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Why 2021 is the year to focus on sustainability

Published 6 April 2021 in Sustainability • 4 min read

In the first of a three-part series, we outline why adopting a sustainable business approach is a profitable, future-proof business strategy.

There are fresh winds in the sails of sustainability. From a strong momentum on Environmental, Social and Governance (ESG) investment, to the US re-entry to the Paris Agreement, to plans for the post-COVID recovery that leverage investment in green technologies in both Europe and the US, the world is heading towards  green renewal that combines high performance with purpose.

It certainly makes sense in both business and societal terms. After all, sustainability is the only way companies and nations can survive and thrive over the long term. Simply put, sustainability is a business approach to creating long-term value by taking into consideration how a given organization operates in the ecological, social and economic environment.

Sustainability is built on the assumption that developing such strategies ensures both company longevity and benefits for the communities in which organizations operate. With sustainability’s holistic aim to create value propositions that address societal needs through innovation, energy efficiencies and stakeholder engagement, it is also a strategy for people, profit and planet.

Against that macro background, businesses also face more immediate reasons to engage fully with sustainability. From profitability to increasing pressure from investors and regulatory pressures on the horizon, there are clear and present rewards and risks attached to the decision to embrace or avoid a sustainable business strategy in today’s business environment.

As expectations on corporate responsibility increase, and as transparency becomes more prevalent, companies are recognizing the need to integrate sustainability in their core strategies. Slick communications and good intentions are no longer enough. Here are four drivers that businesses cannot afford to ignore.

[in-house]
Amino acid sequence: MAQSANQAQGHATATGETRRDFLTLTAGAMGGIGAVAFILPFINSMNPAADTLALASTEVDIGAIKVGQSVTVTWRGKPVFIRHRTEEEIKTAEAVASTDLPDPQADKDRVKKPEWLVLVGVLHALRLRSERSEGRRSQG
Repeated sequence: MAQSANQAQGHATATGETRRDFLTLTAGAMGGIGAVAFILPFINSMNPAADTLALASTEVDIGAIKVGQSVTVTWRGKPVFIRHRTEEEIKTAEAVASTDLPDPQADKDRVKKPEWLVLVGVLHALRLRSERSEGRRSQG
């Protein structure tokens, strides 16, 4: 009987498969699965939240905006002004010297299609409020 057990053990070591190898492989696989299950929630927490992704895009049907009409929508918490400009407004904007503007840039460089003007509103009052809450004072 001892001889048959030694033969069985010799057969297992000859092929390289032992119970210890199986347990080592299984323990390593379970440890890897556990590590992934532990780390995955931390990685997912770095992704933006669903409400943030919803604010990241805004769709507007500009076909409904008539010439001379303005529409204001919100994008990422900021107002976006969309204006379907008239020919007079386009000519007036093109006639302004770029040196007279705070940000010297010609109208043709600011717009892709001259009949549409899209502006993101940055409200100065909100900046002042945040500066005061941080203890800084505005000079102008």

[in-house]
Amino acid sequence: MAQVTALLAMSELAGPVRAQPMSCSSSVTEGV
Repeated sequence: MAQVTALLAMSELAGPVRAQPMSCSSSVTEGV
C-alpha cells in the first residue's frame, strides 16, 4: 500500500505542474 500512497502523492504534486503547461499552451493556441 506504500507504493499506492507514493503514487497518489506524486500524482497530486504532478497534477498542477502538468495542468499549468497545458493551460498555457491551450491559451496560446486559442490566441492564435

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Sustainability today: the four drivers

  1. Sustainability can drive efficiencies and lower your costs

Increasing numbers of companies have found that reducing their waste, their energy use or their reliance on costly natural resources has a beneficial impact on their P&L figures. Take the example of Walmart. Between 2005-2015, the company applied efficiencies to its logistics through better routing, truck loading, driver training and advanced technologies, resulting in 15,000 metric tons of CO2 emissions and savings of nearly $11 million.

  1. Consumers are demanding more from corporations

Consumers, and millennials in particular, are demanding more scrutiny and action on sustainability from corporations. Furthermore, social media enables the naming and shaming of brands that fail to live up to their sustainability credentials on a scale never seen before. The brighter side to this is that consumers are increasingly willing to pay more for products from companies that have clear commitments to social and environmental causes. Unilever, for example, has seen its Sustainable Living Brands delivering 75% of growth for the company in 2019.

  1. Investors are scrutinizing ESG risks when deciding on where to put their capital

Increasingly investors are placing a strong focus on the sustainability and ESG performance of their potential investee companies. What they look for is safe bets and megatrend opportunities: those businesses with credible sustainability credentials are viewed as low-risk and future-proof investments. Overall, companies with better sustainability performance face on average 10% lower cost of capital. With capital on the line, it literally pays to show up on sustainability in meaningful ways.